Breast feeding parents face many challenges and obstacles, and sheer ignorance by a person in a position of authority is just one more. Although it is too late for this mother to get her milk back, I hope that this will spur some changes to ensure that nursing parents everywhere are protected from future incidents like this.


Just another mommy blog

I have been a mother for just over two years now, and a mother of two for almost two months. When my eldest child was born I considered starting a parenting blog, but didn’t because a) I was too overwhelmed with keeping my baby alive! and b) I thought there were many other moms out there writing about the same things that I would. I was on maternity leave for the first 9 months of my child’s life and during this time I read, watched and talked about nothing other than parenting. I have always been an avid reader but I found myself gravitating towards parenting books and blogs and agonized over things such as breastfeeding, infant sleeping habits, birth and post-partum health and something called “attachment parenting”. I joined parenting forums, facebook groups, and support groups. I surrounded myself with other parents (mainly mothers) and spent almost every waking minute with my child.

Then, suddenly, my leave was over and I found myself back in the company of adults again. I was a full-time graduate student, juggling an infant with no full-time child care arrangement. Rather than feeling overwhelmed, I found myself settling quickly into a routine which included doing my academic readings while nursing my baby to sleep. I began to read journal articles and text books, and occasionally found time for pleasure reading as well. When I found out I was pregnant with my second I vowed not to get sucked back into the world of parenting blogs and online groups, and to stay connected with “the outside world”. Instead, a few hours after giving birth to my second child, I found myself turning to my parenting groups for advice and commiseration as we were forced to leave the baby in the NICU. Soon, I was sucked back into the endless conversations about diapers, nursing and parenting and I forgot all about my plans to keep up with my academic readings while on maternity leave. But something was different this time.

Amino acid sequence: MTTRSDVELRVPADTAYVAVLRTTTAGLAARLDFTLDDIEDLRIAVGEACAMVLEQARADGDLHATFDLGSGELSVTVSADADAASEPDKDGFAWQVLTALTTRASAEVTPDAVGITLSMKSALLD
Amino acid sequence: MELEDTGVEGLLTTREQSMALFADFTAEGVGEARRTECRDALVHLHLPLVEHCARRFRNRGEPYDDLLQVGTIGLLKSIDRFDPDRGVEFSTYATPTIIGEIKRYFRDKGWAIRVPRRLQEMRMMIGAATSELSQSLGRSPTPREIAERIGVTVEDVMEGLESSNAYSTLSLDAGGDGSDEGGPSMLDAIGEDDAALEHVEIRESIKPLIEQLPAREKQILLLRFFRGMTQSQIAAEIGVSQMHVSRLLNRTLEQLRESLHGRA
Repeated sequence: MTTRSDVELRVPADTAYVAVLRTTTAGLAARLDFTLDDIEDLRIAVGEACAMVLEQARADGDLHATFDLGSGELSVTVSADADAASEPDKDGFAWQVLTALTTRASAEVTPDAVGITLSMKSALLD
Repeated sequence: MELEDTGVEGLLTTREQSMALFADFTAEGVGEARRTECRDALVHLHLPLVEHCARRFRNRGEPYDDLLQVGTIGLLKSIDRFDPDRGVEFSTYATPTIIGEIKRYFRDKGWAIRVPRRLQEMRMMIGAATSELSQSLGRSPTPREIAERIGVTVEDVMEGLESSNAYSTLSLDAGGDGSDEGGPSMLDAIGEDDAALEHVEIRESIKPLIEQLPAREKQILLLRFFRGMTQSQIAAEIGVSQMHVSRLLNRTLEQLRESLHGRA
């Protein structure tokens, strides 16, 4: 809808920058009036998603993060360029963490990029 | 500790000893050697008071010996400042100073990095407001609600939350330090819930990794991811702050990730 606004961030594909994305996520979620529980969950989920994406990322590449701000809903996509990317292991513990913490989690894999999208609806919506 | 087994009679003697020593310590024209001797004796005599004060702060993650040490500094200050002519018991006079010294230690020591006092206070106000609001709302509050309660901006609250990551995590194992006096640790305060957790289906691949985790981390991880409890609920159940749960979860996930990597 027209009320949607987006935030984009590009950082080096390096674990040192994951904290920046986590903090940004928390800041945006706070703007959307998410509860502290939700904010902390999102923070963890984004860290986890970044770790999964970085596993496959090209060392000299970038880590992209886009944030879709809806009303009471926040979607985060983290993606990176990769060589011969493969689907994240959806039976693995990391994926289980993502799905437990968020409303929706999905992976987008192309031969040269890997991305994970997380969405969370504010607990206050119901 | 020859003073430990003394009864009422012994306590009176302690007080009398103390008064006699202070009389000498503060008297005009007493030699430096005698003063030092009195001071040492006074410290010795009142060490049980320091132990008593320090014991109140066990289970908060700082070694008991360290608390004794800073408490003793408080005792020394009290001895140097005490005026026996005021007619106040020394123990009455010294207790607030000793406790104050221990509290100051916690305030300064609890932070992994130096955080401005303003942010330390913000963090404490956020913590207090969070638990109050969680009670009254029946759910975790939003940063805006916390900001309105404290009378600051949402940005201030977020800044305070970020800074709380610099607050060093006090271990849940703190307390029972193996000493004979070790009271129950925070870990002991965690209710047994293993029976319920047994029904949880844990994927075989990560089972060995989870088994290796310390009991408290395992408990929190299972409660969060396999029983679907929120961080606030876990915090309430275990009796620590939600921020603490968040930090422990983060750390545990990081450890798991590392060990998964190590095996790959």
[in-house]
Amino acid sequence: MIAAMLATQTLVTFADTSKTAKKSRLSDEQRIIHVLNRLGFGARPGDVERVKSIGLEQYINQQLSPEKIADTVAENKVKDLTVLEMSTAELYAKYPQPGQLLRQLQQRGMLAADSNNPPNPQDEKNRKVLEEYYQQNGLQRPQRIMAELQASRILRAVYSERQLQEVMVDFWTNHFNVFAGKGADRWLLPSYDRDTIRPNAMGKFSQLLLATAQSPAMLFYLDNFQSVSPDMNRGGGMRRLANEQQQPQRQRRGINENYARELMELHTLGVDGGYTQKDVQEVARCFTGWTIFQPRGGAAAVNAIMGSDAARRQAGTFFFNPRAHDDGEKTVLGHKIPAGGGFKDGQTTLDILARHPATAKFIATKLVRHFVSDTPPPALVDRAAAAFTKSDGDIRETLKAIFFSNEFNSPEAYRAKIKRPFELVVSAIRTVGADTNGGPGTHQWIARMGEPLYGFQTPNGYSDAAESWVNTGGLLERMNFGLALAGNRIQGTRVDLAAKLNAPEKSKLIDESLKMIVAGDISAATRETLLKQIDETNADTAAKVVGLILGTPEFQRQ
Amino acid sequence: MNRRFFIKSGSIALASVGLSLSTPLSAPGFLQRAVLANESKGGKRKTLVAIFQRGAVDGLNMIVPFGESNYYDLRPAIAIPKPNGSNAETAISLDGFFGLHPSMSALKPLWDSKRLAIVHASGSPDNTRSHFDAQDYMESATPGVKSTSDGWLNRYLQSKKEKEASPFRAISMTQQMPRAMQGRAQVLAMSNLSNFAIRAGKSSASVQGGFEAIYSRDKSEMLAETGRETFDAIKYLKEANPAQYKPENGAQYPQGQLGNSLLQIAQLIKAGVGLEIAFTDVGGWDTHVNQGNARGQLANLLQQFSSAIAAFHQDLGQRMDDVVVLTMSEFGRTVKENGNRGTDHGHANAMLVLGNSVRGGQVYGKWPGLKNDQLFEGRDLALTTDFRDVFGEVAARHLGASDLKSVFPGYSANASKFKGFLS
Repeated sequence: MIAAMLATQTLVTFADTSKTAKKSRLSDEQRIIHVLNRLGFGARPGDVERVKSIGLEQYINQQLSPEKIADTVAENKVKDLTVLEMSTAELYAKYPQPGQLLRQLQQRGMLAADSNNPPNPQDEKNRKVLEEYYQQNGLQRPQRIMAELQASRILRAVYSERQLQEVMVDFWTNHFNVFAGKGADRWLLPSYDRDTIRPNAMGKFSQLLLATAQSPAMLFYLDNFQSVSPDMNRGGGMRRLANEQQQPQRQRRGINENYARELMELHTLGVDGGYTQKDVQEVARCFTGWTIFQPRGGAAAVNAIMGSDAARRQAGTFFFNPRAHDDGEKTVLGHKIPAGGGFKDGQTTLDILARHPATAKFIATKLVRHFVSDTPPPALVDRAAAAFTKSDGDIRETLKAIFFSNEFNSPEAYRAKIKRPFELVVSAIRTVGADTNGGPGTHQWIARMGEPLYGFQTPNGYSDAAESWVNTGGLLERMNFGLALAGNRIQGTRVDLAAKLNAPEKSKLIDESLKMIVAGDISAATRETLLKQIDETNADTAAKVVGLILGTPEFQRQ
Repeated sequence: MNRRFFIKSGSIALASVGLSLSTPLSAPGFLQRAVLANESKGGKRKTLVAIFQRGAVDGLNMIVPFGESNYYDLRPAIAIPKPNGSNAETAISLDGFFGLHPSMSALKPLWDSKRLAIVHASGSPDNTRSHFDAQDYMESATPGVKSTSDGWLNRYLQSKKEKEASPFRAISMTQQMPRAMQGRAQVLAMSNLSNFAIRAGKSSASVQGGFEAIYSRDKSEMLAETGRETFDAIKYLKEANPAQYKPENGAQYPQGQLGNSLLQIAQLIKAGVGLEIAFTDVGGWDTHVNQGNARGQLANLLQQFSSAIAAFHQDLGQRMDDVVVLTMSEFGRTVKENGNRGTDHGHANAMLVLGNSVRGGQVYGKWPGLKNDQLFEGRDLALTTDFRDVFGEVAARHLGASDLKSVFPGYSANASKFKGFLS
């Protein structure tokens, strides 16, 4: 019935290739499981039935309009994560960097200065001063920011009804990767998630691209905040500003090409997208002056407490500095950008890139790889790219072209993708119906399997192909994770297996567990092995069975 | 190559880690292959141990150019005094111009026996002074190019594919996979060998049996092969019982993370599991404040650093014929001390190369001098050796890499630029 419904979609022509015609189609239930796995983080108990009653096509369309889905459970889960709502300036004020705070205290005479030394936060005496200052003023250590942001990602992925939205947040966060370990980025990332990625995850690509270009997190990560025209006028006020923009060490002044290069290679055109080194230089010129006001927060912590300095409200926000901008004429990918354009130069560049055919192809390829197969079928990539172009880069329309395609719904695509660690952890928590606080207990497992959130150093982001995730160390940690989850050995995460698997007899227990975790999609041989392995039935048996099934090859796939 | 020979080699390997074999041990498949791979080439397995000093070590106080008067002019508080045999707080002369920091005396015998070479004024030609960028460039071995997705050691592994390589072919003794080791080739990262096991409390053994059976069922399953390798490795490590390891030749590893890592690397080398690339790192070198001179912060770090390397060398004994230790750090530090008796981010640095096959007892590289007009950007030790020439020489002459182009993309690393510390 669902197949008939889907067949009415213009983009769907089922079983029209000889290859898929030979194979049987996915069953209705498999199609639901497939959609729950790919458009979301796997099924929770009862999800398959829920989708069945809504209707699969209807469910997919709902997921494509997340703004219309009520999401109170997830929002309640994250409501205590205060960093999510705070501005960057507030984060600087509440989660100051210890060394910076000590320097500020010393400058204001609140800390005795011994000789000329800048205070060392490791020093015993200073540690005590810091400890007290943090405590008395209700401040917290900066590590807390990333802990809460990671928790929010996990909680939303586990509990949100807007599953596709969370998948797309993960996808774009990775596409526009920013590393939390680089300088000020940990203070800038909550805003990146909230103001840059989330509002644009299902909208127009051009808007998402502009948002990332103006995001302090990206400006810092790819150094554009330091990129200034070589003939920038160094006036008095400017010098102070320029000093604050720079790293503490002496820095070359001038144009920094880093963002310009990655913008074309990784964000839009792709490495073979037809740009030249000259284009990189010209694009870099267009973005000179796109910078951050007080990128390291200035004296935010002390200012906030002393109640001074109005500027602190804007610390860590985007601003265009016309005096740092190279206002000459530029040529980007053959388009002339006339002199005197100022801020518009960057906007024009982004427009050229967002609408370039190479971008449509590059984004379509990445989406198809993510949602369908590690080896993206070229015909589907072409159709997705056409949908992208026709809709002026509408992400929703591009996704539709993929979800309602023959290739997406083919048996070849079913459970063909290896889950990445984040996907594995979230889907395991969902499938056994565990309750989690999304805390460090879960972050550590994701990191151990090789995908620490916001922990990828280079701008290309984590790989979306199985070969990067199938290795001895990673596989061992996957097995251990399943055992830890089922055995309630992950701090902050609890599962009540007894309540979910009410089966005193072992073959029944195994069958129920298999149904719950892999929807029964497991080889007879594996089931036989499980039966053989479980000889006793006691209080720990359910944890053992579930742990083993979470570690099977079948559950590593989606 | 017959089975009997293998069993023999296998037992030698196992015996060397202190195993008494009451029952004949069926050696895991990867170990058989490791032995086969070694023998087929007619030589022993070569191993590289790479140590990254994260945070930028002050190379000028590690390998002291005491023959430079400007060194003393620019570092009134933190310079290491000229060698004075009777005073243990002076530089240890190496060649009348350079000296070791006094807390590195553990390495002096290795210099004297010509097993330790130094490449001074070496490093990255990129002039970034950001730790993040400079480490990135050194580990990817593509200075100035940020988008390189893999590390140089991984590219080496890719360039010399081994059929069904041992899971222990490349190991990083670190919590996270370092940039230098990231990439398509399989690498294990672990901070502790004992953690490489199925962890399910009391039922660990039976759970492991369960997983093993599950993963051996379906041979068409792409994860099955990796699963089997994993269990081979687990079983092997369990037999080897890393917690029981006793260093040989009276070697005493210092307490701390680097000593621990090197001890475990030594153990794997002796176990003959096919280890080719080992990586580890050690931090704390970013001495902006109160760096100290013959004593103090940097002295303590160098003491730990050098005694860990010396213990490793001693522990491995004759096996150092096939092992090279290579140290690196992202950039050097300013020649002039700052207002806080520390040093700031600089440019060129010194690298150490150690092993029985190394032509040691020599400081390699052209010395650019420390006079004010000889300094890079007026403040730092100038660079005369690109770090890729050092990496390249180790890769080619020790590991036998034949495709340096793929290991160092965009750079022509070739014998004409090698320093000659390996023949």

Whereas the first time around I had found the parenting forums to be full of knowledge and wisdom, this time I found myself applying the same critical lens that I had grown accustomed to in my academic work. In addition, as a second-time mother I found myself just as likely to be giving advice as to be asking for it. As a result, I soon began to notice that the parenting forums which I had considered to be safe spaces for all parents to ask questions and discuss the challenges of raising children…were not created for all. I began to notice racist, gendered, homophobic and ableist language being used. I started to name these things and to engage in dialogues with others about the problematic assumptions being made. And I soon found that this type of critical discussion was neither welcome nor wanted.